use of medicaid data to inform lead screening policy n.
Download
Skip this Video
Loading SlideShow in 5 Seconds..
Use of Medicaid Data to Inform Lead Screening Policy PowerPoint Presentation
Download Presentation
Use of Medicaid Data to Inform Lead Screening Policy

Loading in 2 Seconds...

  share
play fullscreen
1 / 24
summer-barr

Use of Medicaid Data to Inform Lead Screening Policy - PowerPoint PPT Presentation

48 Views
Download Presentation
Use of Medicaid Data to Inform Lead Screening Policy
An Image/Link below is provided (as is) to download presentation

Download Policy: Content on the Website is provided to you AS IS for your information and personal use and may not be sold / licensed / shared on other websites without getting consent from its author. While downloading, if for some reason you are not able to download a presentation, the publisher may have deleted the file from their server.

- - - - - - - - - - - - - - - - - - - - - - - - - - - E N D - - - - - - - - - - - - - - - - - - - - - - - - - - -
Presentation Transcript

  1. CHEAR Unit, Division of General Pediatrics, University of Michigan Use of Medicaid Data to Inform Lead Screening Policy Alex R. Kemper, MD, MPH, MS June 25, 2005

  2. Collaborators / Support • CHEAR Unit • Kathryn Fant, MPH • Lisa Cohn, MS • Kevin Dombkowski, DrPH • Sarah Clark, MPH • Michigan Department of Community Health • Sharon Hudson, RN, MSN, CNM • Research supported by the Michigan Department of Community Health

  3. High Risk Areas for Lead Poisoning High Risk = Red

  4. State Action – 2003 • Series of policy responses to combat lead poisoning, including: • Funding for lead abatement • Penalizing rental agencies who fail to remediate • Mandating that 80% of Medicaid-enrolled children ≤ 5 years receive testing

  5. Study Questions • Questions: • What is the current rate of lead testing among Medicaid-enrolled children? • How many have an elevated blood lead level (≥ 10 μg/dL)? • What predicts who gets tested or who has an elevated blood lead level? • What happens to children after they are found to have an elevated blood lead level? • What predicts follow-up care?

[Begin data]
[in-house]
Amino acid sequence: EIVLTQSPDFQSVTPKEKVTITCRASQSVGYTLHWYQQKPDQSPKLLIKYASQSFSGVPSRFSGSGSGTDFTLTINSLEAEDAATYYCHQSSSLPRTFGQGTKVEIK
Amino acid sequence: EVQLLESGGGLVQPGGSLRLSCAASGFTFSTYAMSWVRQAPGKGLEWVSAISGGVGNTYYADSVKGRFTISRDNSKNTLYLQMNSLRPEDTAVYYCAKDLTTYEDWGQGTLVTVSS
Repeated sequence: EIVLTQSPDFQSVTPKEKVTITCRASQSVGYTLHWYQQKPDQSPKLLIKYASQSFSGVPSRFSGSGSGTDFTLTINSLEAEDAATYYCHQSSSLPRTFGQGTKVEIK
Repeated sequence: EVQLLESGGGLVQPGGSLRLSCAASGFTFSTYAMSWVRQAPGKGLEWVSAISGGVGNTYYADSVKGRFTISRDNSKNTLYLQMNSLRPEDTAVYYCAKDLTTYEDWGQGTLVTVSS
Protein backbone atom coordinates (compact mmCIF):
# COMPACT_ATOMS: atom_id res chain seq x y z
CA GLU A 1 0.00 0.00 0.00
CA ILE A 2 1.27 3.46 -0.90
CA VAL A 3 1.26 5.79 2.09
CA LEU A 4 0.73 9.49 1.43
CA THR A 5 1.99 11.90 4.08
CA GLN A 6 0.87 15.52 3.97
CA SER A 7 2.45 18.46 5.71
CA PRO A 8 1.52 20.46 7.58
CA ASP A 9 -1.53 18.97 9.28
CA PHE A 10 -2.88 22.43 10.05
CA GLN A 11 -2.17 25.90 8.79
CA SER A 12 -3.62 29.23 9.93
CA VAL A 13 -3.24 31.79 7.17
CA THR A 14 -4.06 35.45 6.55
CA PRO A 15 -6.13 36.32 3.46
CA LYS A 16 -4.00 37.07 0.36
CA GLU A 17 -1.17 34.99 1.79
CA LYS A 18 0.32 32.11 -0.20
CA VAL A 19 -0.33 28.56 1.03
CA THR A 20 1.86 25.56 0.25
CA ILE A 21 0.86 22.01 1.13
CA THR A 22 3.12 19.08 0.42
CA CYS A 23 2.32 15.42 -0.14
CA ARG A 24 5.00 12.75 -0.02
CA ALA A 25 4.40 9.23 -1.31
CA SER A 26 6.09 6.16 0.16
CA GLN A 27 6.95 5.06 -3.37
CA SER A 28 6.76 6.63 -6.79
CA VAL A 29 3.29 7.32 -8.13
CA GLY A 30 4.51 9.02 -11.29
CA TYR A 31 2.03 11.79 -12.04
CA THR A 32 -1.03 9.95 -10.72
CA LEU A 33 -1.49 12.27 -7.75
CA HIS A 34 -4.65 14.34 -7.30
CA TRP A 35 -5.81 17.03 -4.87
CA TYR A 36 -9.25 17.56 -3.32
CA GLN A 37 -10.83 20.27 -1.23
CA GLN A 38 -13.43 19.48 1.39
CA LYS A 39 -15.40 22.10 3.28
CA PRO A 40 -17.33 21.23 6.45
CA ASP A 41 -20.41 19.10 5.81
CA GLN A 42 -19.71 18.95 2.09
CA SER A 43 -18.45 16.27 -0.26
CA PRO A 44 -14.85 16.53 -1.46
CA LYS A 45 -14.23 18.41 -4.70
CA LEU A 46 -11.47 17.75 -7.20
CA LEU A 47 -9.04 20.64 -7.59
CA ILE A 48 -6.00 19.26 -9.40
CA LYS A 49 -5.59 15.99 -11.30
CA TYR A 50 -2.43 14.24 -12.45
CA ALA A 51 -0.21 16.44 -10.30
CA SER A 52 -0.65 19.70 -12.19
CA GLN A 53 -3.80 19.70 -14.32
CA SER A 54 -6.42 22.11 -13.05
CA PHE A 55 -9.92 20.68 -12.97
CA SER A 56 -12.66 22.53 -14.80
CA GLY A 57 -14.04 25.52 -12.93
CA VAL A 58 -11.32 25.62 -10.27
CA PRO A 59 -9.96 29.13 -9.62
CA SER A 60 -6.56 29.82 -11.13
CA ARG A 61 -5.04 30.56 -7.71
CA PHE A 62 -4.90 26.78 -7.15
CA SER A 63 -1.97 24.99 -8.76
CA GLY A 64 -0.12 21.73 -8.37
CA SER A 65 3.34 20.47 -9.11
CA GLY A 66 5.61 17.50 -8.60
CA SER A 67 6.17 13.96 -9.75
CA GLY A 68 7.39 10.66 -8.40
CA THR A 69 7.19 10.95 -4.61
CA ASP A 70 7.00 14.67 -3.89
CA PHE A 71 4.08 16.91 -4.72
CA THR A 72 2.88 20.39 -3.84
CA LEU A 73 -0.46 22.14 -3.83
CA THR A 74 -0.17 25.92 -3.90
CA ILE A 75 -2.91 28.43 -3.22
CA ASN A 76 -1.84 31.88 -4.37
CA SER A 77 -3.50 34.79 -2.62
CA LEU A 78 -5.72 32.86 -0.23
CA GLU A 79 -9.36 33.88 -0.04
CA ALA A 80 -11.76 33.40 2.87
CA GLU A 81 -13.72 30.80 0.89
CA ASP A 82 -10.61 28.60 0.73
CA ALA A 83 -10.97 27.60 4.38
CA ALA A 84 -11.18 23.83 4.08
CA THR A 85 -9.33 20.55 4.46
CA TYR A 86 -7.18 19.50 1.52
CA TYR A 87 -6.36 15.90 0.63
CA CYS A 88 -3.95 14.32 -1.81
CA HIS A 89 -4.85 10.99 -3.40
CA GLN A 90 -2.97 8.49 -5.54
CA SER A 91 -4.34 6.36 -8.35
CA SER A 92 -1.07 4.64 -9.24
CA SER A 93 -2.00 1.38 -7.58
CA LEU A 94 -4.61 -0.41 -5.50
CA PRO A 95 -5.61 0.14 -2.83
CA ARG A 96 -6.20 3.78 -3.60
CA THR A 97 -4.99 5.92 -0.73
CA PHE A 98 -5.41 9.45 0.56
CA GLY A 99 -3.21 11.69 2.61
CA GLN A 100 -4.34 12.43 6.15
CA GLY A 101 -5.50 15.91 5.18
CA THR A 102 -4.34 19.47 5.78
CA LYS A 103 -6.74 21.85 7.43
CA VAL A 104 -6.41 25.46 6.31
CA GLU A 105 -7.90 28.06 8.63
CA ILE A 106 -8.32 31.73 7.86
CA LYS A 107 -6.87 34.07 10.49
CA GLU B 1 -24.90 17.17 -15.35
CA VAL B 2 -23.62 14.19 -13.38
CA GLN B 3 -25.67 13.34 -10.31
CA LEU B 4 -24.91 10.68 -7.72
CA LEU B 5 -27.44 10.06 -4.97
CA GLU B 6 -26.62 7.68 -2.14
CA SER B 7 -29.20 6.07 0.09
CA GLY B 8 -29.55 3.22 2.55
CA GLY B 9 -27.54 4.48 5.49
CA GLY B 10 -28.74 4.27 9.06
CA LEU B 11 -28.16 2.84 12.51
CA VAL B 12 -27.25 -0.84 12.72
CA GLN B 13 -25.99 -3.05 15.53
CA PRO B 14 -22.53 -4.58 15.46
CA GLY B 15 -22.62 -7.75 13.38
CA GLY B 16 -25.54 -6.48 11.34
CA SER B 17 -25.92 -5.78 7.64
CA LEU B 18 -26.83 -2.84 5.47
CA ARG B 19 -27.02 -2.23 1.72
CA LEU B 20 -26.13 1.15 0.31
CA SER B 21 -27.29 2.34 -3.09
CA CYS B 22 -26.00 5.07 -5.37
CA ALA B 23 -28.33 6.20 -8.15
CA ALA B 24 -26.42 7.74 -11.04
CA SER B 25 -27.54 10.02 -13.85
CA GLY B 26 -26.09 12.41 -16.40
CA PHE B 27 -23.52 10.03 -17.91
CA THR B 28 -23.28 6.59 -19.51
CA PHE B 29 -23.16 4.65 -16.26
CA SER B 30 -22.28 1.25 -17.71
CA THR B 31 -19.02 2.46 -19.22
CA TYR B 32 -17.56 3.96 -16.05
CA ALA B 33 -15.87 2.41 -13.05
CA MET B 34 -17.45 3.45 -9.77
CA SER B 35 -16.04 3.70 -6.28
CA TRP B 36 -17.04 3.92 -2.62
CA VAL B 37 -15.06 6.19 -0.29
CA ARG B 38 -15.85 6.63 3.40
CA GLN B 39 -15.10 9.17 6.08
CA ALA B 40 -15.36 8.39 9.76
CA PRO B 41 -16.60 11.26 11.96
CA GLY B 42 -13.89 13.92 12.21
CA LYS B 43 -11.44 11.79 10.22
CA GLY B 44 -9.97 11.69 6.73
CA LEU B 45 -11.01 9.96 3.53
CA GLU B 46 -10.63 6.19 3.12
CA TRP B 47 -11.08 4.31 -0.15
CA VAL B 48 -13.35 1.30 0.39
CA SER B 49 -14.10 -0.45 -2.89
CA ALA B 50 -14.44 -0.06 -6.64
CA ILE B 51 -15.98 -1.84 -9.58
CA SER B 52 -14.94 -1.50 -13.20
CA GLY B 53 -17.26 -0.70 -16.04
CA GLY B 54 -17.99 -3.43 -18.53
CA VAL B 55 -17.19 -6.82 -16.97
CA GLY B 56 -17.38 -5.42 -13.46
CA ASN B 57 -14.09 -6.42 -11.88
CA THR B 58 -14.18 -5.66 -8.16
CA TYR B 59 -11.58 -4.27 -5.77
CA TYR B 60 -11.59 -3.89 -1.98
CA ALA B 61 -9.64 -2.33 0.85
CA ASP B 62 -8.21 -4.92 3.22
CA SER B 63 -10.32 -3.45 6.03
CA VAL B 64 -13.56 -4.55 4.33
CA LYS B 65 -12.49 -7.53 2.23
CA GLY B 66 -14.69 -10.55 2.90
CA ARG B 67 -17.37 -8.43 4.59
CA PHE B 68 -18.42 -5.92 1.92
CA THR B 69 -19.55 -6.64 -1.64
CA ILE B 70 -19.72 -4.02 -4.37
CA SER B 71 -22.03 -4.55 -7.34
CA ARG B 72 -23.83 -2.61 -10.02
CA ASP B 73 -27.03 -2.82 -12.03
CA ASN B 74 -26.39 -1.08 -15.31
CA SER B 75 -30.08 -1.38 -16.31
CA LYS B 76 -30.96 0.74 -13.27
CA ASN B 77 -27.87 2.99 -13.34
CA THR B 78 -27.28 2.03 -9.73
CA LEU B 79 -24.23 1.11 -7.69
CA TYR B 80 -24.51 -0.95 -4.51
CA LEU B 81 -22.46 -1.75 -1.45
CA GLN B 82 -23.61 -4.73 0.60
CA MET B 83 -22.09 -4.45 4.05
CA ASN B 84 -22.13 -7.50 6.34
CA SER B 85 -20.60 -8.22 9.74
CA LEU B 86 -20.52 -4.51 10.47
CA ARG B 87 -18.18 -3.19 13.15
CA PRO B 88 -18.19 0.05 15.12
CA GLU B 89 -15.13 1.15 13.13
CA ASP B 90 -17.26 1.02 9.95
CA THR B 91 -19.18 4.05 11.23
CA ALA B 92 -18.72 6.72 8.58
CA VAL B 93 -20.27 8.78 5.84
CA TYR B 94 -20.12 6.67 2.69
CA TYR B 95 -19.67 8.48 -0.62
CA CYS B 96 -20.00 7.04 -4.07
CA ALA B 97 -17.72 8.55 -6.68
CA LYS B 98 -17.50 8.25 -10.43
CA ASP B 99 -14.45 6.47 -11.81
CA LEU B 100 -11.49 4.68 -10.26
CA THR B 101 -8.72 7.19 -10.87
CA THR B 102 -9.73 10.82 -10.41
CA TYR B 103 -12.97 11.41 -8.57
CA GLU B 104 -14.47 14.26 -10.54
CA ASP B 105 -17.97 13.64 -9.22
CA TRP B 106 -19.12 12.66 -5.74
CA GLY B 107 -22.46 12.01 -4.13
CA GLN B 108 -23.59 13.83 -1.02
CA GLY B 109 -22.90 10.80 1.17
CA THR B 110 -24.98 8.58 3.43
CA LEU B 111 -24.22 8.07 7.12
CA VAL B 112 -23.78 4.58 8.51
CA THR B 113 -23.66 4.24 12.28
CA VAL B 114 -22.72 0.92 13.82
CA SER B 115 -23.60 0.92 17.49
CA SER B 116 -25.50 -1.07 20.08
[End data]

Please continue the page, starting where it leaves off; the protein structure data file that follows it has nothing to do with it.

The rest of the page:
6. Data Sources • Data Sources • Medicaid enrollment files • Medicaid claims data • Reports of blood lead levels

  7. Testing Rates • Methods • Retrospective analysis of children ≤ 5 years continuously enrolled in Medicaid in 2002

  8. Testing Rates • N = 216,578 • Rate of testing • ≤ 5 years: 19.6% (95% CI: 19.4%-19.8%) • 1-5 years: 22.8% (95% CI: 22.6%-23.0%) • Blood lead level for children 1-5 years • ≥ 10 μg/dL: 8.7% (95% CI: 8.4%-9.0%)

  9. Testing Rates • Associations with testing or elevated blood lead level • Age • Gender • Race/ethnicity • Residence • Urban/rural status • Medicaid enrollment type • Blood sampling method

  10. Testing Rates Cont’d

  11. Testing Rates Cont’d

  12. Conclusions: Testing • The rate of testing is low. • Testing appears geared to perceived risk. • Managed care programs doing better than fee-for-service

  13. Follow-up Testing • Follow-up testing is the cornerstone of management • Confirmatory testing • Repeat testing

  14. Follow-up Testing • Methods • Retrospective cohort study • Children ≤ 6 years who had an elevated blood lead level between 1/1/02 and 6/30/03 • Continuously enrolled in Medicaid during the following 180 days • Excluded children who had elevated lead level in 2001

  15. Follow-up Testing • Methods • For each child, we identified any other lead testing in the 180 days following the first elevated blood lead level • For those without repeat testing, we used claims data to assess for missed opportunities (outpatient office visits)

  16. Follow-up Testing • N=3,682 • Follow-up testing received by 53.9% within 180 days • More than half (56.2%) of those who did not have follow-up testing had a missed opportunity. • What are the factors associated with follow-up testing? For this, we also considered the effect of local health department catchment area.

  17. Follow-up Testing Cont’d

  18. Follow-up Testing Cont’d Cont’d

  19. Follow-up Testing Cont’d

  20. Conclusions: Follow-up • Many children do not have follow-up testing. • Those with the greatest initial risk of having lead poisoning have the lowest likelihood of follow-up testing.

  21. Implications • Defining the role of primary care providers vs. public health • Who should be responsible for testing and follow-up? • How should information be shared – lead registry? • Lessons from managed care

  22. Future Research • Understand barriers • Perspective • Health Care Providers • Families • Define available resources and relationship at the local level between public health departments and private health care providers • Designing interventions that can be prospectively evaluated

  23. Ongoing Efforts • Quality Improvement • Learning from Managed Care plans • Ongoing Challenges